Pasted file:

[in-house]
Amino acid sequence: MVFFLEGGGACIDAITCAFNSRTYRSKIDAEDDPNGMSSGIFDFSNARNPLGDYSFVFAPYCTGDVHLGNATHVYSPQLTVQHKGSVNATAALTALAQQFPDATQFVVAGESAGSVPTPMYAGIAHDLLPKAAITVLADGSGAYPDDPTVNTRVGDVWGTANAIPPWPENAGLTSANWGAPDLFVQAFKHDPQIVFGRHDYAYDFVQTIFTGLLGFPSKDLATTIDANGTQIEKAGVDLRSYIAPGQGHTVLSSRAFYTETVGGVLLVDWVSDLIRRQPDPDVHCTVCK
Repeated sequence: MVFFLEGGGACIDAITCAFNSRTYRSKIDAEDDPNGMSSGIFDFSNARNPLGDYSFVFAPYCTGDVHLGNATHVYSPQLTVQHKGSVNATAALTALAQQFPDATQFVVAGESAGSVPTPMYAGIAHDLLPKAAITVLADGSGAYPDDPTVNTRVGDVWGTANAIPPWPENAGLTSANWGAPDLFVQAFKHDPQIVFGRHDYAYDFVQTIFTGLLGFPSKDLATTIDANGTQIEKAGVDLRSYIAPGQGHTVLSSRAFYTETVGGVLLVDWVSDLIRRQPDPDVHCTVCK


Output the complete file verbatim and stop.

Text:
[in-house]
Amino acid sequence: MVFFLEGGGACIDAITCAFNSRTYRSKIDAEDDPNGMSSGIFDFSNARNPLGDYSFVFAPYCTGDVHLGNATHVYSPQLTVQHKGSVNATAALTALAQQFPDATQFVVAGESAGSVPTPMYAGIAHDLLPKAAITVLADGSGAYPDDPTVNTRVGDVWGTANAIPPWPENAGLTSANWGAPDLFVQAFKHDPQIVFGRHDYAYDFVQTIFTGLLGFPSKDLATTIDANGTQIEKAGVDLRSYIAPGQGHTVLSSRAFYTETVGGVLLVDWVSDLIRRQPDPDVHCTVCK
Repeated sequence: MVFFLEGGGACIDAITCAFNSRTYRSKIDAEDDPNGMSSGIFDFSNARNPLGDYSFVFAPYCTGDVHLGNATHVYSPQLTVQHKGSVNATAALTALAQQFPDATQFVVAGESAGSVPTPMYAGIAHDLLPKAAITVLADGSGAYPDDPTVNTRVGDVWGTANAIPPWPENAGLTSANWGAPDLFVQAFKHDPQIVFGRHDYAYDFVQTIFTGLLGFPSKDLATTIDANGTQIEKAGVDLRSYIAPGQGHTVLSSRAFYTETVGGVLLVDWVSDLIRRQPDPDVHCTVCK